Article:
As I mentioned on Monday, I rented a Nikon 105mm f/2.8 VR Micro (macro) lens from LensRentals.com for a few days. I had never used a macro lens before so I did some research by reading reviews by Ken Rockwell and Thom Hogan. With a little knowledge, I proceeded to use the lens in every way I read not to use it. 🙂 I hand held it and let the ISO climb on my Nikon D700 digital SLR camera up to 6400 and beyond. These were shake down shots as I got used to how the lens worked. Especially, in how close it would focus and under what conditions. Like most auto-focusing lenses, if there is not a lot of contrast in a scene, it tended to hunt. No switches needed to change to manual, I just reached out and turned the focusing ring.
The next morning I set up in my studio to do some proper work with the lens. The setup consisted of background cross bar, several backgrounds, a table to make photographing small objects easier, a tripod, shutter release cable, light stand, Nikon SC-29 flash cord and Nikon SB-600 Speedlight.
In the first set of photos, I attached the Nikon D700 with 105mm macro lens to the tripod. This is one lens when using it on a tripod, you must turn the image stabilization or VR, off. To further minimize camera shake, I took Tracy’s advice and turned on Exposure Delay which flips up the mirror and waits 4/10ths of a second after pressing the shutter to release. To make sure the focus was sharp and where I wanted it, I used LiveView and zoomed in to make my final focusing adjustments.
Focusing this lens at first was a challenge. Due to it’s extreme range from telephoto to 1:1 macro, it would sometimes hunt for focus through its entire range if there was not enough contrast to auto focus. Another quirk of this lens is how it “jumps” the image larger as you focus in close. The jumping was a little discerning at first. I soon got used to it and, by the end of the weekend, I barely noticed it. In contrast with the Reverse Lens Macro technique, focusing was so much easier as one would expect. For a comparison, I sprayed some water on a similar package ribbon as I did in the reverse lens macro post (see link).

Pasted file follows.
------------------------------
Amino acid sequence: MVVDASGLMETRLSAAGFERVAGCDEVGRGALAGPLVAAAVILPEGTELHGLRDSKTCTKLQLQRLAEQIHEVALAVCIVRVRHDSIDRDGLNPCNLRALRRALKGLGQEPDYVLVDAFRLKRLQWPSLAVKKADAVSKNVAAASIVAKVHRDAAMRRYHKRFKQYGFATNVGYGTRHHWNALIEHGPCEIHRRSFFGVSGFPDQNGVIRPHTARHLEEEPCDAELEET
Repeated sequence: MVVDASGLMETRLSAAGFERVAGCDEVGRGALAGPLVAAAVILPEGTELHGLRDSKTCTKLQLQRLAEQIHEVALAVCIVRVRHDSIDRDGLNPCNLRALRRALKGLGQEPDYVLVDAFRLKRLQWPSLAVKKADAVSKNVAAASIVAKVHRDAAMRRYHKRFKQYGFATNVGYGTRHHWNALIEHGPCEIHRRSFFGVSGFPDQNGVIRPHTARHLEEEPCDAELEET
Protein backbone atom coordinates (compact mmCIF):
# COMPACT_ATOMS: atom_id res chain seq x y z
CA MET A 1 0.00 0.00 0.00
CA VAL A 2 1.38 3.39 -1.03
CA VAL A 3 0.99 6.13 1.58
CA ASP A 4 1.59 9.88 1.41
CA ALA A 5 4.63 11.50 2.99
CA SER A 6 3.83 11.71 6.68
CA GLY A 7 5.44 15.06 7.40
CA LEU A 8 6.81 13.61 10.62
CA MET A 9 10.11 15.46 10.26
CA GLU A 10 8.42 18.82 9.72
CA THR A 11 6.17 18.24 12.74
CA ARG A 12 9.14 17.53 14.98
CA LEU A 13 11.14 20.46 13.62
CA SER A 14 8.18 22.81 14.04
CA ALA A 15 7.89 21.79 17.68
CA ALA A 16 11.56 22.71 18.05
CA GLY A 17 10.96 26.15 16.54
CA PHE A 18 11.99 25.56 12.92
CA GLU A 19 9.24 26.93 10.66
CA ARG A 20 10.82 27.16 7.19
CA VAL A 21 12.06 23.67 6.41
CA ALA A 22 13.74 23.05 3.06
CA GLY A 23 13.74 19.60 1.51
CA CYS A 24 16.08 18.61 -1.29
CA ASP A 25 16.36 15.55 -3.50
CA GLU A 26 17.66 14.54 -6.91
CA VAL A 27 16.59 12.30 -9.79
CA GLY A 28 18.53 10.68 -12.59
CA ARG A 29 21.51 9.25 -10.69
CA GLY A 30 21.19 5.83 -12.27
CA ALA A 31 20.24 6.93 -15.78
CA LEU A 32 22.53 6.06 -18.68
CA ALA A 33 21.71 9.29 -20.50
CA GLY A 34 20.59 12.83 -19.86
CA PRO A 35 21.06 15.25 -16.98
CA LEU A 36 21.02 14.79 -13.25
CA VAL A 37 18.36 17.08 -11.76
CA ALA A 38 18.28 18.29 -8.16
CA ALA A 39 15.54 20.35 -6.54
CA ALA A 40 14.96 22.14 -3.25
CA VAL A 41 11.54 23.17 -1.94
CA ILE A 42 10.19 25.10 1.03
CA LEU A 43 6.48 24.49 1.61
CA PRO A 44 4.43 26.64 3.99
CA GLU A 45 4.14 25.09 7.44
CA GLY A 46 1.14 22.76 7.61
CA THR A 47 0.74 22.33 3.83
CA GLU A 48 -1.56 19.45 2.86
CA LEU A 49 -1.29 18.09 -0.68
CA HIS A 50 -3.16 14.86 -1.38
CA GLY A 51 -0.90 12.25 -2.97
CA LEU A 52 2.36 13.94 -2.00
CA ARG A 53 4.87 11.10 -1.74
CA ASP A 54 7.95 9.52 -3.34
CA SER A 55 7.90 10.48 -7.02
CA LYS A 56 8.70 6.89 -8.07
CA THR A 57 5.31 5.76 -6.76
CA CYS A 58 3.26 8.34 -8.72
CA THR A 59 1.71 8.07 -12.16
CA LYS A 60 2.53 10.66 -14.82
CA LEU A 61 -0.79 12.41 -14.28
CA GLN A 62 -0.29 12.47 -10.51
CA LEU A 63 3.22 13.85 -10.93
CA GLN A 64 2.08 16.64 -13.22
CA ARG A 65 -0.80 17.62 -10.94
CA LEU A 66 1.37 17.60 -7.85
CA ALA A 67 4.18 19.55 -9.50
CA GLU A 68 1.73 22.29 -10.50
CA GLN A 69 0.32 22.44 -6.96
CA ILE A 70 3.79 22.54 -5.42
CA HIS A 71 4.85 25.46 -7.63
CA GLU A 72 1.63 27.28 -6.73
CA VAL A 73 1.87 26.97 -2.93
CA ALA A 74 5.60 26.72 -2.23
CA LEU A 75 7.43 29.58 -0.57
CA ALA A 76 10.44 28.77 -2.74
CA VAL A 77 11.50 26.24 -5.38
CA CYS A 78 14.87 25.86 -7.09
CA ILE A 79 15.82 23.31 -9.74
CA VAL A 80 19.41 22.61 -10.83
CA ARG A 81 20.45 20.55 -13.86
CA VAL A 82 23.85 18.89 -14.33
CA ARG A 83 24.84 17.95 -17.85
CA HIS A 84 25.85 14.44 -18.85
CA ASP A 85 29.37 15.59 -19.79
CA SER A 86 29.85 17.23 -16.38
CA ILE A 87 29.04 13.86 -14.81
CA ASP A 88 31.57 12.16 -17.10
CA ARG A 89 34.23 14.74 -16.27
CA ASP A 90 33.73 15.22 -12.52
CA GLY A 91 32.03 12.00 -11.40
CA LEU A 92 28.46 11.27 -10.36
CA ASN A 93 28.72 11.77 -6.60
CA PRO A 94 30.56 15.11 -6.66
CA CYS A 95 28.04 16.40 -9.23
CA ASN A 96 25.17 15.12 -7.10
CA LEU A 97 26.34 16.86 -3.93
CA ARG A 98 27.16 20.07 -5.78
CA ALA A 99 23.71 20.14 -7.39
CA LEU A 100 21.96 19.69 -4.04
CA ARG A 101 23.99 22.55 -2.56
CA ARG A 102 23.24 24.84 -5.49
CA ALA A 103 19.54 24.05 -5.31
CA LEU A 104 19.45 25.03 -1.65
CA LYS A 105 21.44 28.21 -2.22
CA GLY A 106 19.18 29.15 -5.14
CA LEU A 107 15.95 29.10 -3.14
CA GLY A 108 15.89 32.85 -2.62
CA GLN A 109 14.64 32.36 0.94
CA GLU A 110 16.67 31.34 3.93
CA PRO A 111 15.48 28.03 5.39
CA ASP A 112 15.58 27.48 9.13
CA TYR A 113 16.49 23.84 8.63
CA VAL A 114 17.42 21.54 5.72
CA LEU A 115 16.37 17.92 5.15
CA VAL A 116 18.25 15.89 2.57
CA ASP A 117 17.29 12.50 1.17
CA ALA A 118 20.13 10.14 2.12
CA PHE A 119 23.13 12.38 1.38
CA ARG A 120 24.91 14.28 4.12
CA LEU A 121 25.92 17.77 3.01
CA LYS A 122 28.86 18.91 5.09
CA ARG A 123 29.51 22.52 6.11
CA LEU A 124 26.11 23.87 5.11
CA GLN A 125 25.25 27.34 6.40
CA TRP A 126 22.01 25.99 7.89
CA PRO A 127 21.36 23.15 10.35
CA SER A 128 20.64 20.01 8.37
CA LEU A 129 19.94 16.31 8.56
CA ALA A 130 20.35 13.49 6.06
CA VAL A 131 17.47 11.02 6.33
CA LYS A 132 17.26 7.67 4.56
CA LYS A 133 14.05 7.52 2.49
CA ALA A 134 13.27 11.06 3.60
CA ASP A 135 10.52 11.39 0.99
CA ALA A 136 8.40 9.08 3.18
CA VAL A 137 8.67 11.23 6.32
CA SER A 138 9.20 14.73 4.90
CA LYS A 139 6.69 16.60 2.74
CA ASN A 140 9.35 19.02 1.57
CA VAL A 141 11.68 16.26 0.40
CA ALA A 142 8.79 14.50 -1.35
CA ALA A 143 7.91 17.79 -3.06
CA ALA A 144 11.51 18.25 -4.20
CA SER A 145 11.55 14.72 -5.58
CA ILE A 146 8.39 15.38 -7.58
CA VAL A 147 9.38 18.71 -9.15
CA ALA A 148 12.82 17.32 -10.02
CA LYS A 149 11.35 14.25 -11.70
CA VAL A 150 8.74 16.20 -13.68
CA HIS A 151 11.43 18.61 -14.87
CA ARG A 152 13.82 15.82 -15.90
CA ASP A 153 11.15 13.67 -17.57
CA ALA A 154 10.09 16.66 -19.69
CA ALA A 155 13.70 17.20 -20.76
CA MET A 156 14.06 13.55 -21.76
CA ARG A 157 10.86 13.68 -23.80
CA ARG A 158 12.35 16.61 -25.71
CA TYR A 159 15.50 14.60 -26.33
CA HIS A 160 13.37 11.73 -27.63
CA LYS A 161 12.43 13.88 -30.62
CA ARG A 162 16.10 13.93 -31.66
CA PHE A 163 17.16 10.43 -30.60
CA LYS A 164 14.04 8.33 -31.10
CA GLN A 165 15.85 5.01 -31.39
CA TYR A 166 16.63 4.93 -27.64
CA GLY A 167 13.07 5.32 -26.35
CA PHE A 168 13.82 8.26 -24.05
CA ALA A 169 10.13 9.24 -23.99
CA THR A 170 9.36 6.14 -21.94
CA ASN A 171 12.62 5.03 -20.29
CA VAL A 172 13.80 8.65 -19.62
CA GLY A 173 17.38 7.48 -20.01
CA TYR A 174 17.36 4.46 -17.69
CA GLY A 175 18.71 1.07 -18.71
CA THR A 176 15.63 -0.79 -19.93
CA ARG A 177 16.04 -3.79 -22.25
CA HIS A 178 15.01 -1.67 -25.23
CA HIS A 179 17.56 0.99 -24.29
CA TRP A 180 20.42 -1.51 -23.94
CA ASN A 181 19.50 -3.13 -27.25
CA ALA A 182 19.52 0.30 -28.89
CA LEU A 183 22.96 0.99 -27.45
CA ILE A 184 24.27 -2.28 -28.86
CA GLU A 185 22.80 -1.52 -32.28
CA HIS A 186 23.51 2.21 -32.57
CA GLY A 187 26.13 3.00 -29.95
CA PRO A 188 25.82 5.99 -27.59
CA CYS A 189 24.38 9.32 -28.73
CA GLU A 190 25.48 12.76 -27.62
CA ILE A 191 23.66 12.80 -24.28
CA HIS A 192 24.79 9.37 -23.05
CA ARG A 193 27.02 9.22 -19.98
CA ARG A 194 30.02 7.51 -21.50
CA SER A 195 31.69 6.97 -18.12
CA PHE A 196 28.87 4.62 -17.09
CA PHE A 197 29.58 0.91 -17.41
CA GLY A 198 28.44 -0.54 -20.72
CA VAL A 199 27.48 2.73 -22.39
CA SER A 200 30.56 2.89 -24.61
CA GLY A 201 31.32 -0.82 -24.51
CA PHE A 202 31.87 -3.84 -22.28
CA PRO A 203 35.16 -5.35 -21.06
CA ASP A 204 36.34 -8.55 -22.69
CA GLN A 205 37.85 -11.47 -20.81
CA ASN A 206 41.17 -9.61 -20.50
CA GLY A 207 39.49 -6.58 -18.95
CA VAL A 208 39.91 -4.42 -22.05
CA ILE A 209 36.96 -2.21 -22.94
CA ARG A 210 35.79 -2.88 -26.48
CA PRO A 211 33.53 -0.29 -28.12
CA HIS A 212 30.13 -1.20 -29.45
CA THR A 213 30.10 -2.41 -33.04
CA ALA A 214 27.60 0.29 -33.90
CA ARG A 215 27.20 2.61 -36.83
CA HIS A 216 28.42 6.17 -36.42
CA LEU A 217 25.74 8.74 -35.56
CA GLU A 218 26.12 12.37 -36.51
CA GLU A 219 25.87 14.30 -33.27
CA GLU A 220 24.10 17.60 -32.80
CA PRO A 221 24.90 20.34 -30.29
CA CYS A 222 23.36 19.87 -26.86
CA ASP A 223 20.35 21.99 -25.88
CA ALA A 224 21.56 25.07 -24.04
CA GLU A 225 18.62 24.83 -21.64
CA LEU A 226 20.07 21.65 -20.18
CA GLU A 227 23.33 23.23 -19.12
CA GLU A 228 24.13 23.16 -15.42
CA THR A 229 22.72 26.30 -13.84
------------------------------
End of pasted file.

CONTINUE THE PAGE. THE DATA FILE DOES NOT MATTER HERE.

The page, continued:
After using the tripod for most of the day, I took the camera off the tripod and left it attached to the flash. This gave me the freedom to move around and try different angles. I used faster shutter speeds as the D700 can flash sync up to 1/250th of a second. Even though macro lenses have a shallow depth of field when close focusing, I was able to use aperture to control creative exposures. I engaged the VR but, again, the closer the lens focused, the less effective the VR became. Another reason to use fast shutter speeds when not on a tripod.
The last part of the lens test was the field trip to the zoo. I was even more impressed with this lens as I used it as a portrait lens for the small creatures. I could almost get nose to nose with this Prehensile-tailed Skink.
Like photographing people, you must get the eyes in focus. After that, the soft focused areas in front and behind the eyes are seen more easily.
I am glad I tried close up filters and the reverse lens macro technique first before using a real macro lens. It made me appreciate the lens that much more. I did not have it long enough to really explore how close I could really get with it. I have now put a macro lens on my To Buy list. There are still a couple more I’d like to try out before making a purchase so this will not be the last of macro photos you’ll see from me. The reverse lens macro or RLM will show up once in a while. The extension tubes mentioned in my primer on Close Up Photography will also find a place in my photography soon.